For anyone who loves tanks, guns and all things Soviet, Stalin Line, just outside Minsk in Belarus, is an absolute must-see. On our recent “Belarus: Back in the USSR Tour” it got even better than usual though.
Our overly enthusiastic local Stalin Line guide, Mikhail, was dressed in the standard Soviet khaki-coloured (what’s that material like a potato sack?) suit and boots, complete with a red star on his hat and colorful epilets. He took us through the bunkers and around the many tanks and other Soviet military equipment that comprise the open-air museum. Entering a hidden bunker, he explained what could be done down there.
Just in case we had any ideas that social media hadn’t crossed every cultural and language barrier, he finished with “Hashtag Stalin Line”.
“Посмотрите на все это оборудование, можете притвориться, что вы стреляете из огромного пулемета. ТA TA TA TA TA TA,” complete with hand signals of firing a machine gun, and the “ТA TA TA TA TA TA” sound effects, that made no translation necessary. Yuliya translated anyway though, just to make sure no one missed it. “Have a look around, then if you like, pretend you’re shooting a huge machine gun. ТA TA TA TA TA TA.” Then just in case, we had any ideas that social media hadn’t crossed every cultural and language barrier, he finished with “Hashtag Stalin Line”. Needless to say, that became a theme for the day and even the rest of the trip.
After this delight, we had the first surprise of the tour. A chance to shoot real-life Kalishnakovs (AK 47’s). Complete with lack of safety equipment and rules, we were given free reign of these notorious guns, to shoot at ruined tanks and old military vehicles.
Yuliya repeated the details of particular pieces of equipment, and stories about them, but just like “Hashtag Stalin Line” and “ТA TA TA TA TA TA”, some things just don’t need to be translated. “А теперь вы можете забраться на этот танк и сделать selfie,” to which we all had a giggle. “And now you can climb on this tank and take a selfie.”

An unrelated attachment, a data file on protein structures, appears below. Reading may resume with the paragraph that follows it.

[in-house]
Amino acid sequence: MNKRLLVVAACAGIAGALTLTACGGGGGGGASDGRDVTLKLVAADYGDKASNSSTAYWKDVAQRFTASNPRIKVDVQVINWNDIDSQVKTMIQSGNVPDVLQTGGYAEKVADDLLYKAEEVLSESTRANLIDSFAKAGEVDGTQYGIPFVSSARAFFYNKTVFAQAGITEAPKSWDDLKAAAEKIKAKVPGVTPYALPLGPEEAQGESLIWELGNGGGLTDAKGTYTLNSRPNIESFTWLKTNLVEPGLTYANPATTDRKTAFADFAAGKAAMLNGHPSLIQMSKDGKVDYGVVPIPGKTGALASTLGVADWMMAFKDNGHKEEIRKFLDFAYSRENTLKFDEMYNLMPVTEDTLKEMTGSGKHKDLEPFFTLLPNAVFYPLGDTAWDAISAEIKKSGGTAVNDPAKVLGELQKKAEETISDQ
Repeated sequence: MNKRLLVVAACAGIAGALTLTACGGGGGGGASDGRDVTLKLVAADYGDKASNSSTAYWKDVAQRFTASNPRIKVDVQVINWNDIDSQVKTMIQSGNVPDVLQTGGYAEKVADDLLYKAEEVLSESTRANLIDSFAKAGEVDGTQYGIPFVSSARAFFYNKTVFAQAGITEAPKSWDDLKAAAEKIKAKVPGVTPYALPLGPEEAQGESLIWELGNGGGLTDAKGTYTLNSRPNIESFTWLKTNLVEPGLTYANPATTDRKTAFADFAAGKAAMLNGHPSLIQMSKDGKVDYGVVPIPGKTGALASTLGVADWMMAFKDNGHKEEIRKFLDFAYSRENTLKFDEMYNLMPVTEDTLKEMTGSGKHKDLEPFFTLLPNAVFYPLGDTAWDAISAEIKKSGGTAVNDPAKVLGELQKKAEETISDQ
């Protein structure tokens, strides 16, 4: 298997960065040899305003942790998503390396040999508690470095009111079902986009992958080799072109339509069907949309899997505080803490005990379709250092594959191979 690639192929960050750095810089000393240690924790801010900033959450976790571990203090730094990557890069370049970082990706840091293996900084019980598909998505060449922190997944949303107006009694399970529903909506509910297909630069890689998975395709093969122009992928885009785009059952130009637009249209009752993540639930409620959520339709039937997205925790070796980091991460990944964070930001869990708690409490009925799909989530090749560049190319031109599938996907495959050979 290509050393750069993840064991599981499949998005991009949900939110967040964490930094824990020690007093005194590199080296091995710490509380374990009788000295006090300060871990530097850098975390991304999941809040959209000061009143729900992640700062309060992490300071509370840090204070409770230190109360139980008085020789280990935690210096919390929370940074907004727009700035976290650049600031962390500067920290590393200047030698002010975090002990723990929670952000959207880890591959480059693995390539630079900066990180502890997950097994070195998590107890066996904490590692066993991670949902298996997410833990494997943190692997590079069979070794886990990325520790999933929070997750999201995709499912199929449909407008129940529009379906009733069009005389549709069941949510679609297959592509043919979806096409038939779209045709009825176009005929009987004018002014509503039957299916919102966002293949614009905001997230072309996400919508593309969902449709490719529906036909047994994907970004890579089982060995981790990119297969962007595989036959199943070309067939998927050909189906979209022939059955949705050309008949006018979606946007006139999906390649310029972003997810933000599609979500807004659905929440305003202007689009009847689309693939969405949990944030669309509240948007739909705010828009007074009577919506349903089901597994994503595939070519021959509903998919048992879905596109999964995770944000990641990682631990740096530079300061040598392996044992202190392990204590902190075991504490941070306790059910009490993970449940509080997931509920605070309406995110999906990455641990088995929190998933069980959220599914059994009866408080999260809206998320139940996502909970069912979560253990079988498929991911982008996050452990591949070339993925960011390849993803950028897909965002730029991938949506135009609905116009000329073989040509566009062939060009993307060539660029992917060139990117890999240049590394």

Hashtag Stalin Line.
With everyone’s blood pumping and a general aura of excitement hovering over the group, we were walked down a slippery, muddy track to our next surprise. At the bottom of the path, we were faced with at least a dozen beige and khaki-colored tanks, all spattered with mud and clearly still in use. You guessed it. We were going to ride on one of them!
We were only allowed ten people per tank, so we split into two groups. Even ten though was pretty hair-raising.
There was enough space for three to stand in the opening at the top, and four across the front in various states straddling the main gun. Three of us were left to squat on the back of the tank, grabbing onto the opening that the other three were standing in for dear life. Not being natural squatters, needless to say after a few minutes of that we had to rearrange, so we were taking it in turns to shakily stand up, lean over the three in front of us, kneel down, fall over each other, go back for another squat, fall on top of each other some more, and all the while frantically taking as many photos and videos as we could for hashtag Stalin Line (and ourselves).
Flying over bumps and skidding around corners, we tore our way through recreated war scenes, mud splattering up at us as he hurtled past bombed-out trucks, abandoned tanks, and piles of unrecognizable military equipment, the noise from our tank’s engine was deafening. Looking backward, continuous plumes of thick black smoke spurted from the exhaust, hovering in the air for several minutes before dissipating.
If you haven’t ridden a tank, you haven’t lived.
Hashtag Stalin Line
Make sure to check out the Young Pioneer Tours Central Asia Facebook page for a video of us on the tank!